The steel shaft held on for a while after graphite’s introduction in drivers, mainly because it offered the golfer more control over the clubhead. That advantage disappeared as graphite technology improved.


Graphite shafts are made from strands of carbon fiber. The graphite comes in sheets – called flags – which are rolled together around a form to make the hollow shaft. The term graphite is actually a bit of a misnomer.

Actual graphite is pure carbon with its molecules arranged in fragile crystalline sheets of hexagons. The molecules in carbon fiber are arranged similarly, but they interlock together to give carbon fiber its phenomenal strength. Both materials are carbon-based, and the term graphite is standard in the golf industry.

The use of graphite in golf shafts took some 30 years to take hold, but it is now the main ingredient in driver shafts. Part of the reason is graphite’s inherent lightness compared with steel. It stands to reason that the same swing will produce a faster clubhead speed with a lighter implement, and tests have borne this out.

Whether or not the extra flex graphite enables equates to faster clubhead speeds is still an open question, though.

Different Shaft Flexes

When a golfer swings a club, there are two instances of deflection that come into play. First, the golf club bends as the golfer transitions to the downswing. The handle leads the clubhead, creating the lag that stores the energy the golfer is putting into the club.

The second instance of deflection occurs as the energy stored is released into the ball. This unloading deflection is obvious when you see a slow-motion video of a driver swing at impact. Notice that the secondary deflection occurs before impact, which is the reason physics says there can be no extra kick provided to boost ball speed from flex alone.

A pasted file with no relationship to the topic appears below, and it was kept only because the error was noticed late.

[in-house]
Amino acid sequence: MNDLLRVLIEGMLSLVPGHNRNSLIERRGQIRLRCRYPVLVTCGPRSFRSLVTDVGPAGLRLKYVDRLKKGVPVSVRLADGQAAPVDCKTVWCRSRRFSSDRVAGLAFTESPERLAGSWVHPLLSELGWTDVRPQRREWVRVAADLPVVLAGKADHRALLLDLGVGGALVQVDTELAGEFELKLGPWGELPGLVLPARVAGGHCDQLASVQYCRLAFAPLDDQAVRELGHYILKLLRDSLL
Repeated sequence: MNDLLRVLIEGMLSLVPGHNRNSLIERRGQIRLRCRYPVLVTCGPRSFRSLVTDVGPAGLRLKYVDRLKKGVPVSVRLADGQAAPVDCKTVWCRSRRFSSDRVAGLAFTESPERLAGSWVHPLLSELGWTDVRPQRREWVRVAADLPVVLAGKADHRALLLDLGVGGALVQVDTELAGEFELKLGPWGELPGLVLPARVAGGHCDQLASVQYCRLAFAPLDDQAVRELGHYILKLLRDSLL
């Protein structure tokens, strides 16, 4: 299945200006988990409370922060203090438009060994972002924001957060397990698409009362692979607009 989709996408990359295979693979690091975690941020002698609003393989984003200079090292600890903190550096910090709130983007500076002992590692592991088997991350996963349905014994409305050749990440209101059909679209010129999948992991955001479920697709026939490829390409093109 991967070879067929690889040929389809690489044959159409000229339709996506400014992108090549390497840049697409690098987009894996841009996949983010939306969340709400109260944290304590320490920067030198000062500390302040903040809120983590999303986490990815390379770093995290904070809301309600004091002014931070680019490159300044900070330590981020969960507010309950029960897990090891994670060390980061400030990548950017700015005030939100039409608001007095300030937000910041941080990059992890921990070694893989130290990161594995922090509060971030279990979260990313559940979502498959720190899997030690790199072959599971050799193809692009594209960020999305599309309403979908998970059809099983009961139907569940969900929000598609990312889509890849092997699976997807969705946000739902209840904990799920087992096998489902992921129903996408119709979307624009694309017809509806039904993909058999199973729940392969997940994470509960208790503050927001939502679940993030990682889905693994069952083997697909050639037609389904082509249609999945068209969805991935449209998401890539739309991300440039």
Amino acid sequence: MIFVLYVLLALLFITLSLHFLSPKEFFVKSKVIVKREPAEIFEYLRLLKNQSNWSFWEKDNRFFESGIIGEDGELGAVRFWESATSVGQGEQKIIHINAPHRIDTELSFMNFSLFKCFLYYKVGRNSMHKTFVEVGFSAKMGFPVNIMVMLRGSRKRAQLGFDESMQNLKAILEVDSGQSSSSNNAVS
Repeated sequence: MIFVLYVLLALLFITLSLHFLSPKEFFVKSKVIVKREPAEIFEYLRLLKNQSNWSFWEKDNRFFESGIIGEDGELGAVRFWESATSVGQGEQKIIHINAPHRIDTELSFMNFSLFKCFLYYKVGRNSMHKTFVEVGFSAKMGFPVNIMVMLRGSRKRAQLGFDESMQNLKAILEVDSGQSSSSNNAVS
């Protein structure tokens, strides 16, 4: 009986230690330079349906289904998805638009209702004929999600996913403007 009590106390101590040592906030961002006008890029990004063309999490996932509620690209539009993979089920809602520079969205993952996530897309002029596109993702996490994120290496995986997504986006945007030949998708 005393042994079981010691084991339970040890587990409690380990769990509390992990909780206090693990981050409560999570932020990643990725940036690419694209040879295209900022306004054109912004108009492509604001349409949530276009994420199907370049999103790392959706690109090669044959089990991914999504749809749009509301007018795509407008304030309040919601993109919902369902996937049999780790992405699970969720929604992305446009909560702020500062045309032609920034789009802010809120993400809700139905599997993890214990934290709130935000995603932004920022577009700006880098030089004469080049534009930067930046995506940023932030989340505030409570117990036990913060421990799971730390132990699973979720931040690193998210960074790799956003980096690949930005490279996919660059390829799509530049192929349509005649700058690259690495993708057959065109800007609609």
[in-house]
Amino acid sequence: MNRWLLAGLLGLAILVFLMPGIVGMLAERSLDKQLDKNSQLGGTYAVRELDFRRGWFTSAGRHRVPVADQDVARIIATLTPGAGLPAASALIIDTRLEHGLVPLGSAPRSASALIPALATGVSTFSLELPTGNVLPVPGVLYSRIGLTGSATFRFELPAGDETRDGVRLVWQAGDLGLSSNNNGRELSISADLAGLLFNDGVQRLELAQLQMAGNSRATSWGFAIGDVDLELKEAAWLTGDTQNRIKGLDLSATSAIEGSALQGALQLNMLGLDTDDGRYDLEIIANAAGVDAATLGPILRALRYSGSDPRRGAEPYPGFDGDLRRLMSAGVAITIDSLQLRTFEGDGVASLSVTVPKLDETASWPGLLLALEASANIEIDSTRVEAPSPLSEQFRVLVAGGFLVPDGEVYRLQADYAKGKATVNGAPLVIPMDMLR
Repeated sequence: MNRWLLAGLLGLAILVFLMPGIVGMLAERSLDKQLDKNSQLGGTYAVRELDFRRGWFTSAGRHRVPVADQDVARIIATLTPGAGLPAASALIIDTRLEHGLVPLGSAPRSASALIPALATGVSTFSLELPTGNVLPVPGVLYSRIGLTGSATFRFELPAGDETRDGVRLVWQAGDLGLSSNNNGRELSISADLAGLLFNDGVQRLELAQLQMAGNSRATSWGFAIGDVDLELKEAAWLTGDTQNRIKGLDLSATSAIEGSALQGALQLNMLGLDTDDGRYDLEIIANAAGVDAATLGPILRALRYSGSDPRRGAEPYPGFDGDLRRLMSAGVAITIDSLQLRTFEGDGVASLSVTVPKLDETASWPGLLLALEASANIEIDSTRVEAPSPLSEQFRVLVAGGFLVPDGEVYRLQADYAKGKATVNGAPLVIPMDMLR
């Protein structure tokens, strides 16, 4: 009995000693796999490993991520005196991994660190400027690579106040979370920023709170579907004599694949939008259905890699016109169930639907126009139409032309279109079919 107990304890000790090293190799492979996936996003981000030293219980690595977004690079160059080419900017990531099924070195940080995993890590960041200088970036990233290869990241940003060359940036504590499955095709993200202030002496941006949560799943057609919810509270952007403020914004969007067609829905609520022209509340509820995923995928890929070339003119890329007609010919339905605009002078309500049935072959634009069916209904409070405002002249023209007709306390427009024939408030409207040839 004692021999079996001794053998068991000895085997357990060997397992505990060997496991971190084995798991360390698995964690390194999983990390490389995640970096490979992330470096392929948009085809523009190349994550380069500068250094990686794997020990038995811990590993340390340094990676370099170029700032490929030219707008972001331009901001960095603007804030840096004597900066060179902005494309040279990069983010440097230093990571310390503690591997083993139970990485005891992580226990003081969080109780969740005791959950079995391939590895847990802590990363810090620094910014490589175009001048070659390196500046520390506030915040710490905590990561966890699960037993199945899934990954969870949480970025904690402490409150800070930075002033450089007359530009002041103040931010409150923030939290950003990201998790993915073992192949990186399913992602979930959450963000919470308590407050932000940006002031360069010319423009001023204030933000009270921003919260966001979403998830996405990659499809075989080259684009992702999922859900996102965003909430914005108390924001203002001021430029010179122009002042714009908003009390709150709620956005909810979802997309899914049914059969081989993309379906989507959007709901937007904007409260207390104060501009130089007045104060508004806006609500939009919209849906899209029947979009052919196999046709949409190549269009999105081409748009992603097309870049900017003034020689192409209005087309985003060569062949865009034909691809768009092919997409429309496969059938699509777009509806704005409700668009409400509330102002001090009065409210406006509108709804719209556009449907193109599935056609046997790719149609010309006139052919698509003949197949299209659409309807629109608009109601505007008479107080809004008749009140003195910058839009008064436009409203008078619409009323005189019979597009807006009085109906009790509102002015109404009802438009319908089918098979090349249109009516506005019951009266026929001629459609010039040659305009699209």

So what can account for the longer drives some players experience when they add flex? The answer is that the unloading and reverse deflection of the shaft increases the effective (or dynamic) loft of the clubface. The result is a higher launch and generally more carry distance.

So which shaft flex will provide you with the ideal launch angle? The answer to that question depends on swing speed.

Ladies (L)

These shafts have the most flex available in any given line of golf club shafts. As women generally have less upper-body strength than men, it stands to reason that most ladies will have a harder time loading a club than most men. However, anyone with a swing speed less than 75 mph will likely benefit from shafts with L flex.

Amateur (A)

This category was once called Senior (S) flex, but A flex has become its standard demarcation. It’s a fact of life that as we age we lose strength. Aging golfers and younger golfers – as well as stronger female players – may benefit from amateur-flex shafts. These shafts are generally best suited for players with swings between 75 and 85 mph.